Genomics and genomic medicine are very much in the spotlight. But what can genomics tell us? And what are specialists looking for when they analyse someone’s genomic information?
In this video, Dr Michelle Bishop from Health Education England’s Genomics Education Programme introduces us to a range of reasons why different people and professions want to know about genomes.
• why researchers have been driven to find out more about genomes;
• why healthcare professionals might make increasing use of information about a person’s genome in healthcare; and
• why individuals are choosing to learn more about their genetic make-up.
Michelle explains that:
• there are around 3.2 billion chemical letters in the human genome and around 99.9% of our genome is identical to other people’s;
• in healthcare we are focused on the relatively small number (approximately three million) of changes or 'variants' present in an individual genome; and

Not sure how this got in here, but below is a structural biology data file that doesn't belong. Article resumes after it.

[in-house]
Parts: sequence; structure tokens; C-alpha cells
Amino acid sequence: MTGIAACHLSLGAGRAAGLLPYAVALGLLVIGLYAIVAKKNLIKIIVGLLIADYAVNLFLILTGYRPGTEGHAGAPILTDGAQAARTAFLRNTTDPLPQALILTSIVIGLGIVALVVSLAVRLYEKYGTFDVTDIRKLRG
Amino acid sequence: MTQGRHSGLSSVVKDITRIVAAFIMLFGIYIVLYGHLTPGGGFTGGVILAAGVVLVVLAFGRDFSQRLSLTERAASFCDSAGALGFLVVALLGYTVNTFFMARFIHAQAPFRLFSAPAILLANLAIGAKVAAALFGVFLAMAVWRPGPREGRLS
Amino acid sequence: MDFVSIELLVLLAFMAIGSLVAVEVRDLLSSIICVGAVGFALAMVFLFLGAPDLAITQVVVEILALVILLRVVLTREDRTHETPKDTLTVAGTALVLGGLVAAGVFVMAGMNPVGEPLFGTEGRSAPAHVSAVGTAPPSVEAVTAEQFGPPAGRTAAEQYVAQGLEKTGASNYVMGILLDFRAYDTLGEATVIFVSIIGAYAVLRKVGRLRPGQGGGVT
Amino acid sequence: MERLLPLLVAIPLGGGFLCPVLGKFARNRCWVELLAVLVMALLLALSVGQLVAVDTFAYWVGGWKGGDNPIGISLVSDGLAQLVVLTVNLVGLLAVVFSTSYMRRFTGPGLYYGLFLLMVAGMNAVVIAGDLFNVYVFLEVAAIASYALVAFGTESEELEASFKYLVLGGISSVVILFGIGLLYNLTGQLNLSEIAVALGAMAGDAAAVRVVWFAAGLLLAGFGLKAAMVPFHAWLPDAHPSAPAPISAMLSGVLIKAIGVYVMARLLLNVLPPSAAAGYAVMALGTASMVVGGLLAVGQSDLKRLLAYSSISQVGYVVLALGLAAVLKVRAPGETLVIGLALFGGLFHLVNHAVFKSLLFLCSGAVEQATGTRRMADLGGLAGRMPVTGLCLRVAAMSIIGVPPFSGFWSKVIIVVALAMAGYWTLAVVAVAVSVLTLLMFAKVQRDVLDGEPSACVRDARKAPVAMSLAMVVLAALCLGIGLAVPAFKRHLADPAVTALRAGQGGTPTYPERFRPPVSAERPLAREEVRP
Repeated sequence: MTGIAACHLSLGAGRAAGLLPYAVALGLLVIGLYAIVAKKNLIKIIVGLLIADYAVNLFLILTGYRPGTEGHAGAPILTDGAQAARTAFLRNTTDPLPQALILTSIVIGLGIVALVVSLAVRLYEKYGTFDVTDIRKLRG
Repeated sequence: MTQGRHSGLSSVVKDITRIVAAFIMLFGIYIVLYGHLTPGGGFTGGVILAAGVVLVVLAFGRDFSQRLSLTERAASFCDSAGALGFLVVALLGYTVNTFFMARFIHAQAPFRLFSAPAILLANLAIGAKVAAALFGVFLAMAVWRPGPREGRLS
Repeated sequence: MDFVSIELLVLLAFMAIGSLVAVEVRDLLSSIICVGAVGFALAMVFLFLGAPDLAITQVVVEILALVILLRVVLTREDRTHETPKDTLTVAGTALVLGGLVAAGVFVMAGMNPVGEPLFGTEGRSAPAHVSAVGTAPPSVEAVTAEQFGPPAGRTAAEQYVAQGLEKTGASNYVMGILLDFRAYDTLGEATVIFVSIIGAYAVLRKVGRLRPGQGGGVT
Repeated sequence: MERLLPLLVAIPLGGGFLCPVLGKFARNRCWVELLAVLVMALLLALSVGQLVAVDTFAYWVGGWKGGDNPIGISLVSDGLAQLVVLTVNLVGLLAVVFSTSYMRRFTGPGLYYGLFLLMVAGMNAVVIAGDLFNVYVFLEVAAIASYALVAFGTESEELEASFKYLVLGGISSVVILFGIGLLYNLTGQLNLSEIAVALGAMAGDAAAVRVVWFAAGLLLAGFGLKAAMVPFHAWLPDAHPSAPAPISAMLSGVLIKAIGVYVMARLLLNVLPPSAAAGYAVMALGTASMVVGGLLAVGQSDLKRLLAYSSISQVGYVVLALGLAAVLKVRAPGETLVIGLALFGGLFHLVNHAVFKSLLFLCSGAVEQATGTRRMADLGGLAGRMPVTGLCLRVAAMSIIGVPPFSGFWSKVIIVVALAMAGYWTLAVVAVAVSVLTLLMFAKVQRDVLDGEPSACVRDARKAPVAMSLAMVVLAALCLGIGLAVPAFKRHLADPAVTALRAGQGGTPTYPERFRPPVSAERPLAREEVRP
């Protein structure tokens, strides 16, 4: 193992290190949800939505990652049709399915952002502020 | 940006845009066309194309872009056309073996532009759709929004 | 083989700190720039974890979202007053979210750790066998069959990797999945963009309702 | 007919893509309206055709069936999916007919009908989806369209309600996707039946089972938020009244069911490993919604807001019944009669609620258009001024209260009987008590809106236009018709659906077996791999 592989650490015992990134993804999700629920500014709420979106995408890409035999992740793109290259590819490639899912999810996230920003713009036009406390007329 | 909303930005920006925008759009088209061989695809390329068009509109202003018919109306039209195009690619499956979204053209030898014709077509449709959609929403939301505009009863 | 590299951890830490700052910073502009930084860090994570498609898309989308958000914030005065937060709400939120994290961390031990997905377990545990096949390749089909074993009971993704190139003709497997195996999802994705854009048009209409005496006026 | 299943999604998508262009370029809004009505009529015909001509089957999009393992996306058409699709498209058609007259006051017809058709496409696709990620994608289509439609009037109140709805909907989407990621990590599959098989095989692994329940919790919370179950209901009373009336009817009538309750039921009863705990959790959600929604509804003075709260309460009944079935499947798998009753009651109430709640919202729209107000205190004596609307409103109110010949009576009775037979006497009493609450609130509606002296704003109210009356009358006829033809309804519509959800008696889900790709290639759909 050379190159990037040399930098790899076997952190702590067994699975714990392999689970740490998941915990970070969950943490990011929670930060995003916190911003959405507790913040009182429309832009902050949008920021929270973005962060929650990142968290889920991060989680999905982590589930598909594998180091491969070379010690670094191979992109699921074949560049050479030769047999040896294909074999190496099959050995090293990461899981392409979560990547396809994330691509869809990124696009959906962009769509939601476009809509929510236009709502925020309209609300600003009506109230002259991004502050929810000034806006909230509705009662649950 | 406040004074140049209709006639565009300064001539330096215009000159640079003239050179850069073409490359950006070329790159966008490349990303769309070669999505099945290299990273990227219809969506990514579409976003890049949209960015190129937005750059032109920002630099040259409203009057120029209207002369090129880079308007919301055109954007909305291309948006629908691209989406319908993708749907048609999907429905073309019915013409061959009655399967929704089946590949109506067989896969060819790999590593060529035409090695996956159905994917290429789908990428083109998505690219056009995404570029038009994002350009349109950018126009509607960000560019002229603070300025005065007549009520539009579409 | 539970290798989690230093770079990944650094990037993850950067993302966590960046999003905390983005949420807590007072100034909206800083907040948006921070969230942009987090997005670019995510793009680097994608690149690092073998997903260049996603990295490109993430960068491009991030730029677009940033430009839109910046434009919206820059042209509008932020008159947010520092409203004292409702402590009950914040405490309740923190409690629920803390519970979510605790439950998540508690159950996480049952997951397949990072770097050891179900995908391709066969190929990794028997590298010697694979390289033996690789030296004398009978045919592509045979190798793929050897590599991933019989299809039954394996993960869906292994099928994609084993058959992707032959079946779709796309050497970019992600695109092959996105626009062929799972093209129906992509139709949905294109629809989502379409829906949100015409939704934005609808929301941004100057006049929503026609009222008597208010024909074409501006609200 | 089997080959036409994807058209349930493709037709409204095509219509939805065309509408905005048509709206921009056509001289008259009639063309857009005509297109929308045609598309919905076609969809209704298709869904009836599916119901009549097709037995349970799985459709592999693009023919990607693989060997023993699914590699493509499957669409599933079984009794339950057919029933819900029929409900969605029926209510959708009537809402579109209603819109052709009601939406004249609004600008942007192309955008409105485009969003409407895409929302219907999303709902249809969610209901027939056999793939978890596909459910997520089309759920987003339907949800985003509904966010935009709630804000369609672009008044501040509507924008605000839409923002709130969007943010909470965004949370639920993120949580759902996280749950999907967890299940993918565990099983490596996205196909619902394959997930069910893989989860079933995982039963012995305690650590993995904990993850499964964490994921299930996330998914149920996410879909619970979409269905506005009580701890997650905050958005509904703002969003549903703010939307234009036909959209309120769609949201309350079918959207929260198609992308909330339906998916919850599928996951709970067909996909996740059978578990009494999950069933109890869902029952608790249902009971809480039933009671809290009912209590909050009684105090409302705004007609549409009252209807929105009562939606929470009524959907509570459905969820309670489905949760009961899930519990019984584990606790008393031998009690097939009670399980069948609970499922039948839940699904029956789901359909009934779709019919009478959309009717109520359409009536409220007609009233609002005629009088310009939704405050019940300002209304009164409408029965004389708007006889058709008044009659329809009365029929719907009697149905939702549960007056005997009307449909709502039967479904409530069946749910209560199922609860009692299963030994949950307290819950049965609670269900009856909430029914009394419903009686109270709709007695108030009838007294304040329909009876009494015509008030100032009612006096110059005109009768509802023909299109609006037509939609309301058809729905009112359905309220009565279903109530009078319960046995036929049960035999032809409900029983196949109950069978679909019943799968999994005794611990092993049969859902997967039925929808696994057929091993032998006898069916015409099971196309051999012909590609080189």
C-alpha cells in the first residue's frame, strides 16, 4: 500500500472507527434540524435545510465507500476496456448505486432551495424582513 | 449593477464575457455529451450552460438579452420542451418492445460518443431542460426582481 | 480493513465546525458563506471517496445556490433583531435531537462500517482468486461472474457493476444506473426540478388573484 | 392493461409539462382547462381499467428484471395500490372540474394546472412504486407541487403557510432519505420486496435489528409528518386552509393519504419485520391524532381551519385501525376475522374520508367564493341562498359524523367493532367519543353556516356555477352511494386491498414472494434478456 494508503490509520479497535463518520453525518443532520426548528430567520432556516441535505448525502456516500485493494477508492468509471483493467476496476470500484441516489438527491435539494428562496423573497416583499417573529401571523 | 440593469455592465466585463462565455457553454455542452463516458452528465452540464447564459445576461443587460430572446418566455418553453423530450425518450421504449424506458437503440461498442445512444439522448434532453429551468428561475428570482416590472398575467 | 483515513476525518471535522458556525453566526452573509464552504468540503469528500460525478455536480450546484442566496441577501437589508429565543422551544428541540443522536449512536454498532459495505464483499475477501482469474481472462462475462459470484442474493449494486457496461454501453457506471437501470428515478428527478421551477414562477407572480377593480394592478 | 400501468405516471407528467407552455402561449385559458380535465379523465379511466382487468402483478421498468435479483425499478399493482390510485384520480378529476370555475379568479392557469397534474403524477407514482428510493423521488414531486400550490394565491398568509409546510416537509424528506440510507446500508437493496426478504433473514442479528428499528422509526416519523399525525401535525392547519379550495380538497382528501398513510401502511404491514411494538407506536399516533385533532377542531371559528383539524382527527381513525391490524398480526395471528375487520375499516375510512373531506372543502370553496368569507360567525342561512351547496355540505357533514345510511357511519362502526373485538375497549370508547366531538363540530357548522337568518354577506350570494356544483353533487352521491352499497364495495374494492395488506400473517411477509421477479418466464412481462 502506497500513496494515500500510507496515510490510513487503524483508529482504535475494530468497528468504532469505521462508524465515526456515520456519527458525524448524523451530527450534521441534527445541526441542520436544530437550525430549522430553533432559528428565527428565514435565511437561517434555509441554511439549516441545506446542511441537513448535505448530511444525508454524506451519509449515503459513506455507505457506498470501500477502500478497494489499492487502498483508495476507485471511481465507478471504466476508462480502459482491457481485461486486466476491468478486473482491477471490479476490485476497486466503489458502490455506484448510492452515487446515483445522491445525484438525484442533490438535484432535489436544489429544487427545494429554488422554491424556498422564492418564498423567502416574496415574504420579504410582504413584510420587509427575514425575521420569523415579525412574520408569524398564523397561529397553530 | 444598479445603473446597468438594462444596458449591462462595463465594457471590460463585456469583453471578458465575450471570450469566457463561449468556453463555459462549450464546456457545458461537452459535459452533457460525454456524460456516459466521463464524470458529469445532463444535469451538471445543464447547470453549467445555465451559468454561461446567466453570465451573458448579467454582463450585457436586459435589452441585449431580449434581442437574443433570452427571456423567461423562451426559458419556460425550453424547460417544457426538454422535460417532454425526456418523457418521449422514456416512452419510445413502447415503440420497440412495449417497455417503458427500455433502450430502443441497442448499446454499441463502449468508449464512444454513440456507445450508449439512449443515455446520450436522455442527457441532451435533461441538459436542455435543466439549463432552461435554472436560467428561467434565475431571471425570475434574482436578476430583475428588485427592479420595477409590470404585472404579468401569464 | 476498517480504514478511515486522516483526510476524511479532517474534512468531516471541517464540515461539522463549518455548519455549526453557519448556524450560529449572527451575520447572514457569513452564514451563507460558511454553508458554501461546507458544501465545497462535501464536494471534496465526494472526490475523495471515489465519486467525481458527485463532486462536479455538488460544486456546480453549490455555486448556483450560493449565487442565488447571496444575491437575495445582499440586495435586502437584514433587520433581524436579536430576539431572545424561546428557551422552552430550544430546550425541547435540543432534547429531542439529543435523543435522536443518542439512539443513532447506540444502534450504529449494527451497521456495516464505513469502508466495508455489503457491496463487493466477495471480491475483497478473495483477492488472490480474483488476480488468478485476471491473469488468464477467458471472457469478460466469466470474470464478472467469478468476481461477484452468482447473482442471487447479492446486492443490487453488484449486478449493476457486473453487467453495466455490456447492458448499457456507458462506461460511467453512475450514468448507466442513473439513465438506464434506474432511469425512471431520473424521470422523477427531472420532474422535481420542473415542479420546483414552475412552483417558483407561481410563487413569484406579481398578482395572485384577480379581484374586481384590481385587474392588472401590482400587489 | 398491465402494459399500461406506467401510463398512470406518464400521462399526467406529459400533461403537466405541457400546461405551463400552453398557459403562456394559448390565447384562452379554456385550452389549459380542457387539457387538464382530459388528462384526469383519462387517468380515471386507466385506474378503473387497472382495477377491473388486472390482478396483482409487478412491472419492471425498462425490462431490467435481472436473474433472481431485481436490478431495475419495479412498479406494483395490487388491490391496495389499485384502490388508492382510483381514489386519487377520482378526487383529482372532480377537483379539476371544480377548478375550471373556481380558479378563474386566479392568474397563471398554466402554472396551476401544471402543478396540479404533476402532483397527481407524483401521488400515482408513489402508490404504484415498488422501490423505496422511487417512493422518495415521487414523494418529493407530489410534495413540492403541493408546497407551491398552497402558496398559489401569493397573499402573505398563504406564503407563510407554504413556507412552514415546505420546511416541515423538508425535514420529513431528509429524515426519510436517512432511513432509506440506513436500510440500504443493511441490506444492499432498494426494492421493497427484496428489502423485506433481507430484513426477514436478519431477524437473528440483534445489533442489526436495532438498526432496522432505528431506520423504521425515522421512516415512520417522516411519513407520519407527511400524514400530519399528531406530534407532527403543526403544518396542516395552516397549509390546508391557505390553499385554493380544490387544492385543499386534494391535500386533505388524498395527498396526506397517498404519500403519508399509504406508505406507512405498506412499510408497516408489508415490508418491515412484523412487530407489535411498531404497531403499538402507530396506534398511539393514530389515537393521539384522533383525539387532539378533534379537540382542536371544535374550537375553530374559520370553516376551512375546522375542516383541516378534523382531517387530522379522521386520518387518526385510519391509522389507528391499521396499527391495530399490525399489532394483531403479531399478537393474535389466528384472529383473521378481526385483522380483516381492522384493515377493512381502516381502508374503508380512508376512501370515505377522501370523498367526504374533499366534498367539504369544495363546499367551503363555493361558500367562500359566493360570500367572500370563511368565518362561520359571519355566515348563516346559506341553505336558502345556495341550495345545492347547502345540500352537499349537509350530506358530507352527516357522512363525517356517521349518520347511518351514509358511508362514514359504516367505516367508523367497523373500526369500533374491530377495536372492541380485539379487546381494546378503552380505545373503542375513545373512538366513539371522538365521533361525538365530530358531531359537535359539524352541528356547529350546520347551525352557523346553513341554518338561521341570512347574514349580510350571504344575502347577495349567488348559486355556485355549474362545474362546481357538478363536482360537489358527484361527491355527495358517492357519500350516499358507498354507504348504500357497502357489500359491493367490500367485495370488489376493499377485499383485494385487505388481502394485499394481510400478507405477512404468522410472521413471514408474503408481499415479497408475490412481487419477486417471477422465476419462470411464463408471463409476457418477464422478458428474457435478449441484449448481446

• not all variation is bad. Variation in the genome is responsible for the natural variation we see between us - for example eye colour and hair colour - but sometimes this variation can be ‘pathogenic’ (disease-causing). This is the focus of genomic analysis in healthcare.
If you'd like to know more about genomics and whole genome sequencing in particular, why not sign up to our free online course, which runs twice a year: futurelearn.com/courses/whole-genome-sequencing.
Health Education England's Genomics Education Programme is developing a substantial education programme to inform healthcare professionals about the impact of genomics on clinical practice. This video is one of the many educational resources from the programme. For more information visit the programme website: genomicseducation.hee.nhs.uk.